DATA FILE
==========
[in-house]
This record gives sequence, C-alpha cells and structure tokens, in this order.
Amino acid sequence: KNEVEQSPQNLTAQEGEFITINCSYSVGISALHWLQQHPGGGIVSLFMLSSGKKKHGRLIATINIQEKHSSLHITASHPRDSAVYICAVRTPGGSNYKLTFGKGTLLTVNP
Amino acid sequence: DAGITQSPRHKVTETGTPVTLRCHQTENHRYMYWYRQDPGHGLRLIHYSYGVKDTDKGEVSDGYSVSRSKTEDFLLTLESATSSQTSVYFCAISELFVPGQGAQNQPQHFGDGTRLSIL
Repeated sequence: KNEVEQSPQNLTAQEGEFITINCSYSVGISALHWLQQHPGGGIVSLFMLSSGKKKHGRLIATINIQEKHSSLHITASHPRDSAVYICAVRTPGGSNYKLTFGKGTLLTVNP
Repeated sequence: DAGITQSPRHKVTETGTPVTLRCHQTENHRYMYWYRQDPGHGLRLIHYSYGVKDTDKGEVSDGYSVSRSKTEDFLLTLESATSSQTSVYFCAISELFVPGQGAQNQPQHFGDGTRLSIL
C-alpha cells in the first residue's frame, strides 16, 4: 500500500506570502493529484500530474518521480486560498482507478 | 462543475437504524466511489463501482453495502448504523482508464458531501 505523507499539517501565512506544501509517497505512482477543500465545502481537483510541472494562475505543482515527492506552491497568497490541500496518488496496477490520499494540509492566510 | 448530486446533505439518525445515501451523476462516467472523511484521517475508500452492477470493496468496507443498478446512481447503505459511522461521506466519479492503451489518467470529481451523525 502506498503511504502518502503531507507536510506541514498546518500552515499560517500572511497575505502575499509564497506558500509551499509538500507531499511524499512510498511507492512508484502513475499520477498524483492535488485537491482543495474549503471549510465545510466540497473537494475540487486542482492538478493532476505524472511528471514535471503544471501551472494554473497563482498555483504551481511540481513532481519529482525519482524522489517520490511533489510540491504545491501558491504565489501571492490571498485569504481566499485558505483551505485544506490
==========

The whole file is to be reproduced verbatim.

[in-house]
This record gives sequence, C-alpha cells and structure tokens, in this order.
Amino acid sequence: KNEVEQSPQNLTAQEGEFITINCSYSVGISALHWLQQHPGGGIVSLFMLSSGKKKHGRLIATINIQEKHSSLHITASHPRDSAVYICAVRTPGGSNYKLTFGKGTLLTVNP
Amino acid sequence: DAGITQSPRHKVTETGTPVTLRCHQTENHRYMYWYRQDPGHGLRLIHYSYGVKDTDKGEVSDGYSVSRSKTEDFLLTLESATSSQTSVYFCAISELFVPGQGAQNQPQHFGDGTRLSIL
Repeated sequence: KNEVEQSPQNLTAQEGEFITINCSYSVGISALHWLQQHPGGGIVSLFMLSSGKKKHGRLIATINIQEKHSSLHITASHPRDSAVYICAVRTPGGSNYKLTFGKGTLLTVNP
Repeated sequence: DAGITQSPRHKVTETGTPVTLRCHQTENHRYMYWYRQDPGHGLRLIHYSYGVKDTDKGEVSDGYSVSRSKTEDFLLTLESATSSQTSVYFCAISELFVPGQGAQNQPQHFGDGTRLSIL
C-alpha cells in the first residue's frame, strides 16, 4: 500500500506570502493529484500530474518521480486560498482507478 | 462543475437504524466511489463501482453495502448504523482508464458531501 505523507499539517501565512506544501509517497505512482477543500465545502481537483510541472494562475505543482515527492506552491497568497490541500496518488496496477490520499494540509492566510 | 448530486446533505439518525445515501451523476462516467472523511484521517475508500452492477470493496468496507443498478446512481447503505459511522461521506466519479492503451489518467470529481451523525 502506498503511504502518502503531507507536510506541514498546518500552515499560517500572511497575505502575499509564497506558500509551499509538500507531499511524499512510498511507492512508484502513475499520477498524483492535488485537491482543495474549503471549510465545510466540497473537494475540487486542482492538478493532476505524472511528471514535471503544471501551472494554473497563482498555483504551481511540481513532481519529482525519482524522489517520490511533489510540491504545491501558491504565489501571492490571498485569504481566499485558505483551505485544506490